Nearly 100 killed in ambulance blast in Afghan capital Kabul

KABUL, Jan 27 (Reuters) - A bomb hidden in an ambulance killed at least 95 people and wounded about 158 in the Afghan capital Kabul on Saturday when it blew up at a police checkpoint in a busy part of the city that was crowded with pedestrians.

The Taliban claimed responsibility for the suicide blast, a week after they claimed an attack on the Intercontinental Hotel in which more than 20 people were killed.

An interior ministry spokesman blamed the Haqqani network, a militant group affiliated with the Taliban which Afghan and Western officials consider to be behind many of the biggest attacks on urban targets in Afghanistan.

As medical teams struggled to handle the casualties pouring in, some of the wounded were laid out in the open, with intravenous drips set up next to them in hospital gardens.

"It's a massacre," said Dejan Panic, coordinator in Afghanistan for the Italian aid group Emergency, which runs a nearby trauma hospital that treated dozens of wounded.

Hours after the blast, a health ministry spokesman said the casualty toll had risen to at least 95 killed and 158 wounded.

Saturday's explosion capped a violent week in Afghanistan, with the siege at the Intercontinental Hotel and another attack on an office of the aid group Save the Children in the eastern city of Jalalabad. That attack was claimed by Islamic State.

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Taliban attack in Kabul
Men carry a victim's casket at the site of a car bomb attack in Kabul, Afghanistan January 27, 2018. REUTERS/Omar Sobhani
A man reacts after hearing his son was killed during a car bomb attack in Kabul, Afghanistan January 27, 2018. REUTERS/Omar Sobhani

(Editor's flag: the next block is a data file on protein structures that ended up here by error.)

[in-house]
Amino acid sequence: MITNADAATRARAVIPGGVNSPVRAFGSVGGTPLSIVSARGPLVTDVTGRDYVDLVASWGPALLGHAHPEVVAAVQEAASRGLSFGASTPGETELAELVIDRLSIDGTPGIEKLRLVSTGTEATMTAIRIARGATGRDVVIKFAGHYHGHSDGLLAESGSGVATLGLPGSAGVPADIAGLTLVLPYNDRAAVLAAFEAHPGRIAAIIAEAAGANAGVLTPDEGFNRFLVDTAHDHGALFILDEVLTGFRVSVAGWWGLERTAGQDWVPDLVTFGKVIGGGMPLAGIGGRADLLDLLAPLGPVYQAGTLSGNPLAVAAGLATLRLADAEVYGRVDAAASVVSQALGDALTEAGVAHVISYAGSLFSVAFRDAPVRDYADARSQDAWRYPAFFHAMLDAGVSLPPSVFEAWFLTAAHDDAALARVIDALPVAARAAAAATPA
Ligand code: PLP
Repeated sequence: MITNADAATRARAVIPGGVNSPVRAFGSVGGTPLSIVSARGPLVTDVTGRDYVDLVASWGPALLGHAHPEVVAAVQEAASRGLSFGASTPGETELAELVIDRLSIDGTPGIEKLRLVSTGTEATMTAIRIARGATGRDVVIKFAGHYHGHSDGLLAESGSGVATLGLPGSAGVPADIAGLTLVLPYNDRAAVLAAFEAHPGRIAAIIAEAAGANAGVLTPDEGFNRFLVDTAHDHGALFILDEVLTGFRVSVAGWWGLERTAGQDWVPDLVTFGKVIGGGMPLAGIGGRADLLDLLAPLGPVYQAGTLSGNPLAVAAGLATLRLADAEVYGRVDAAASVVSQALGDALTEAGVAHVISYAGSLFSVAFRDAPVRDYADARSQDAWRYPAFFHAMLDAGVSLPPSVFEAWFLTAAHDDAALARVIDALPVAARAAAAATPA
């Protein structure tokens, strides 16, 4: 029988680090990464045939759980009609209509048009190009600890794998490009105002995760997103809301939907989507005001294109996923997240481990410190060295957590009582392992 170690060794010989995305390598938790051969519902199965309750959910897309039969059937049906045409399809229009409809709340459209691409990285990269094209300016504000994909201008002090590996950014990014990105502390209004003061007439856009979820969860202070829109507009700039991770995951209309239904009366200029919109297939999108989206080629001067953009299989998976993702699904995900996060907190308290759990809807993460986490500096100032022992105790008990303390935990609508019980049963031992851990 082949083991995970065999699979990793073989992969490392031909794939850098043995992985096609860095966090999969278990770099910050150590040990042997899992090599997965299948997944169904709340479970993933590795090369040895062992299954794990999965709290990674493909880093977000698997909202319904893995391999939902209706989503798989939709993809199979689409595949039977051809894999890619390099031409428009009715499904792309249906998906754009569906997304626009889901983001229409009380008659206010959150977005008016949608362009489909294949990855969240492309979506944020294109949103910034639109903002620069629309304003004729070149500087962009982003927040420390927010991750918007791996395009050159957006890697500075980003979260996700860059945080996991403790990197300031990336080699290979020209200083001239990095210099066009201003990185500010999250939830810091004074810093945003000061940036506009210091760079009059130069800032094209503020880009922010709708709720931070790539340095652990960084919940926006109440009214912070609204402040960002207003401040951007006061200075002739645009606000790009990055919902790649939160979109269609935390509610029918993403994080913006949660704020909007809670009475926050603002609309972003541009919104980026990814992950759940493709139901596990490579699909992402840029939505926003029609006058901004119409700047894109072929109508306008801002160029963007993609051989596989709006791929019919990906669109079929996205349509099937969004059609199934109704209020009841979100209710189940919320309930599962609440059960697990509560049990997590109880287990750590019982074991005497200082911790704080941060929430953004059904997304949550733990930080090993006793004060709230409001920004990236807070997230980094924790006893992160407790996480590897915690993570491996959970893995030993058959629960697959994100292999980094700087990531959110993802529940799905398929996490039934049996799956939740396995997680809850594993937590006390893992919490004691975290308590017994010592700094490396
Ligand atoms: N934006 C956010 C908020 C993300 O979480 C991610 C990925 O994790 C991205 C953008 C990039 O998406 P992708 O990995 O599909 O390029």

Police officers keep watch while a man drives his heavily damaged car at a car bomb attack site in Kabul, Afghanistan January 27, 2018. REUTERS/Omar Sobhani
Afghan police officers keep watch at a car bomb attack site in Kabul, Afghanistan January 27, 2018. REUTERS/Omar Sobhani
Shopkeepers remove broken glass at their store, near the site of a car bomb attack in Kabul, Afghanistan January 27, 2018. REUTERS/Omar Sobhani
An injured man checks his phone, as he sits in an ambulance, after a blast in Kabul, Afghanistan January 27, 2018. REUTERS/Mohammad Ismail
Afghan police officers keep watch at the site of a car bomb attack in Kabul, Afghanistan January 27, 2018. REUTERS/Omar Sobhani
ATTENTION EDITORS - VISUAL COVERAGE OF SCENES OF INJURY OR DEATH Victims are carried away in an ambulance after a blast in Kabul, Afghanistan January 27, 2018.REUTERS/Mohammad Ismail TEMPLATE OUT
KABUL, AFGHANISTAN - JANUARY 27: Afghan security officials inspect the blast side in Kabul, Afghanistan on January 27, 2018. At least 40 people were killed and 140 others injured after a suicide car bomb blast rocked near Sadarat Square in central Kabul on Saturday. The attack comes a week after five Taliban militants stormed the iconic Intercontinental Hotel in the city, killing more than 20 local and foreign guests staying in the capitals fortified green zone. (Photo by Haroon Sabawoon/Anadolu Agency/Getty Images)
Afghan medical staff treat a wounded women, after a car bomb exploded near the old Interior Ministry building, at Jamhuriat Hospital in Kabul on January 27, 2018. An ambulance packed with explosives blew up in a crowded area of Kabul on January 27, killing at least 17 people and wounding 110 others, officials said, in an attack claimed by the Taliban. / AFP PHOTO / WAKIL KOHSAR (Photo credit should read WAKIL KOHSAR/AFP/Getty Images)